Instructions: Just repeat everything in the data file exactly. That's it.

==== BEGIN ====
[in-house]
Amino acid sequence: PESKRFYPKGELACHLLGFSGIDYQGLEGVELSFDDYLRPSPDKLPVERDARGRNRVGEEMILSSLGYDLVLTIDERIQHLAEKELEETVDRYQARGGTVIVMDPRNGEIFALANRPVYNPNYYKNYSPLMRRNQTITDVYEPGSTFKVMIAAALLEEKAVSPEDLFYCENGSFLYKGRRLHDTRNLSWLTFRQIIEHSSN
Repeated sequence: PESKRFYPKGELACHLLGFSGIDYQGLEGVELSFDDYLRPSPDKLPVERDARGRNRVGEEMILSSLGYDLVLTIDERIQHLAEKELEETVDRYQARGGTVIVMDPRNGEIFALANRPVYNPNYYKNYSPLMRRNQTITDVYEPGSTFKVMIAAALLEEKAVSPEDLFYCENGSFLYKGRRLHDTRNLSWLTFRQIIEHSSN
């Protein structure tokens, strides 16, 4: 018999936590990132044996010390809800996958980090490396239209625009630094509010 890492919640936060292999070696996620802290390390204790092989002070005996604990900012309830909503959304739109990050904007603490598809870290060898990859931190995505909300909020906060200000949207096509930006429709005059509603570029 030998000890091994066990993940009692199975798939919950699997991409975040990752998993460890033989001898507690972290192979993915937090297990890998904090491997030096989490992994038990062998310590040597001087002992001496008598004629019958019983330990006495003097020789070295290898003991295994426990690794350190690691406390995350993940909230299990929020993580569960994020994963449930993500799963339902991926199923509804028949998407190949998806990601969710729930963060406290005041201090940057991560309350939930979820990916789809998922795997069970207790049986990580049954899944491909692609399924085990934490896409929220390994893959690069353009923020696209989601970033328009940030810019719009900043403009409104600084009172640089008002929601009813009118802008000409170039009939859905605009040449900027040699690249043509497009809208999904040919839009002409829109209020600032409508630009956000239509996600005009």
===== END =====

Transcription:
[in-house]
Amino acid sequence: PESKRFYPKGELACHLLGFSGIDYQGLEGVELSFDDYLRPSPDKLPVERDARGRNRVGEEMILSSLGYDLVLTIDERIQHLAEKELEETVDRYQARGGTVIVMDPRNGEIFALANRPVYNPNYYKNYSPLMRRNQTITDVYEPGSTFKVMIAAALLEEKAVSPEDLFYCENGSFLYKGRRLHDTRNLSWLTFRQIIEHSSN
Repeated sequence: PESKRFYPKGELACHLLGFSGIDYQGLEGVELSFDDYLRPSPDKLPVERDARGRNRVGEEMILSSLGYDLVLTIDERIQHLAEKELEETVDRYQARGGTVIVMDPRNGEIFALANRPVYNPNYYKNYSPLMRRNQTITDVYEPGSTFKVMIAAALLEEKAVSPEDLFYCENGSFLYKGRRLHDTRNLSWLTFRQIIEHSSN
């Protein structure tokens, strides 16, 4: 018999936590990132044996010390809800996958980090490396239209625009630094509010 890492919640936060292999070696996620802290390390204790092989002070005996604990900012309830909503959304739109990050904007603490598809870290060898990859931190995505909300909020906060200000949207096509930006429709005059509603570029 030998000890091994066990993940009692199975798939919950699997991409975040990752998993460890033989001898507690972290192979993915937090297990890998904090491997030096989490992994038990062998310590040597001087002992001496008598004629019958019983330990006495003097020789070295290898003991295994426990690794350190690691406390995350993940909230299990929020993580569960994020994963449930993500799963339902991926199923509804028949998407190949998806990601969710729930963060406290005041201090940057991560309350939930979820990916789809998922795997069970207790049986990580049954899944491909692609399924085990934490896409929220390994893959690069353009923020696209989601970033328009940030810019719009900043403009409104600084009172640089008002929601009813009118802008000409170039009939859905605009040449900027040699690249043509497009809208999904040919839009002409829109209020600032409508630009956000239509996600005009």